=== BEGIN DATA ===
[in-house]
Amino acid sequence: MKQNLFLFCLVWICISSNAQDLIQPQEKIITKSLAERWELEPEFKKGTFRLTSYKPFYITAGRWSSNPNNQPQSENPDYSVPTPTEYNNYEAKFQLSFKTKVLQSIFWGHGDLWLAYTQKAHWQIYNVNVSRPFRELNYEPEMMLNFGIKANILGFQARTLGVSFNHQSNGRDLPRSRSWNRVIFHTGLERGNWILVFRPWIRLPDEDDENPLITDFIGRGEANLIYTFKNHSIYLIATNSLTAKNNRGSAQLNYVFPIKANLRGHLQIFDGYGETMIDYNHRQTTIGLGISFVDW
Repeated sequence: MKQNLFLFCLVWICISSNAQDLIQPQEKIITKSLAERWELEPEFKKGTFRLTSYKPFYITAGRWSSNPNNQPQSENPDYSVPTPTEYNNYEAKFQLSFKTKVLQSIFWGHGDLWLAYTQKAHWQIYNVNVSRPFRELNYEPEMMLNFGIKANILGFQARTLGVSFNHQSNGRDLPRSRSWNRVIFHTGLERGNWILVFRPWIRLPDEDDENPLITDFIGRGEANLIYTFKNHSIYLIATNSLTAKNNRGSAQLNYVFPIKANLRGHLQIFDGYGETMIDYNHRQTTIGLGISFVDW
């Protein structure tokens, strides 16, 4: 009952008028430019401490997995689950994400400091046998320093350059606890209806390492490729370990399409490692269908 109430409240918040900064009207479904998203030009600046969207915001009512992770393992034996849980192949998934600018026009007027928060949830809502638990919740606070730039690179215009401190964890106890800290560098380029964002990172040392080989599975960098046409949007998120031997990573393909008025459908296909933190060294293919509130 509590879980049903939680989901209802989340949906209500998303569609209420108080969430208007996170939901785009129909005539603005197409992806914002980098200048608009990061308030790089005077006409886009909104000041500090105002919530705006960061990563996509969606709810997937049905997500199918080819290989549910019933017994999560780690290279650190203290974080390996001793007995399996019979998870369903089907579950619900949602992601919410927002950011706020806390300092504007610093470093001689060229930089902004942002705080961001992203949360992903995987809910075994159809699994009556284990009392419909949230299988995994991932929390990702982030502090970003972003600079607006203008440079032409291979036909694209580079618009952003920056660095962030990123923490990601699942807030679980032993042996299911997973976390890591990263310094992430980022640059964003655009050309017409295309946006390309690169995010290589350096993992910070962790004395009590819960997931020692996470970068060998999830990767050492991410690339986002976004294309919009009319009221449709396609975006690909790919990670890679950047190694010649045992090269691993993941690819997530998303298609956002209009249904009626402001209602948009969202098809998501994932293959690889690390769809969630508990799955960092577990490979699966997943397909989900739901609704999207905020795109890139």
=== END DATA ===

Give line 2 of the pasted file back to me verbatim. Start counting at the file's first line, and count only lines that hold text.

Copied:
Amino acid sequence: MKQNLFLFCLVWICISSNAQDLIQPQEKIITKSLAERWELEPEFKKGTFRLTSYKPFYITAGRWSSNPNNQPQSENPDYSVPTPTEYNNYEAKFQLSFKTKVLQSIFWGHGDLWLAYTQKAHWQIYNVNVSRPFRELNYEPEMMLNFGIKANILGFQARTLGVSFNHQSNGRDLPRSRSWNRVIFHTGLERGNWILVFRPWIRLPDEDDENPLITDFIGRGEANLIYTFKNHSIYLIATNSLTAKNNRGSAQLNYVFPIKANLRGHLQIFDGYGETMIDYNHRQTTIGLGISFVDW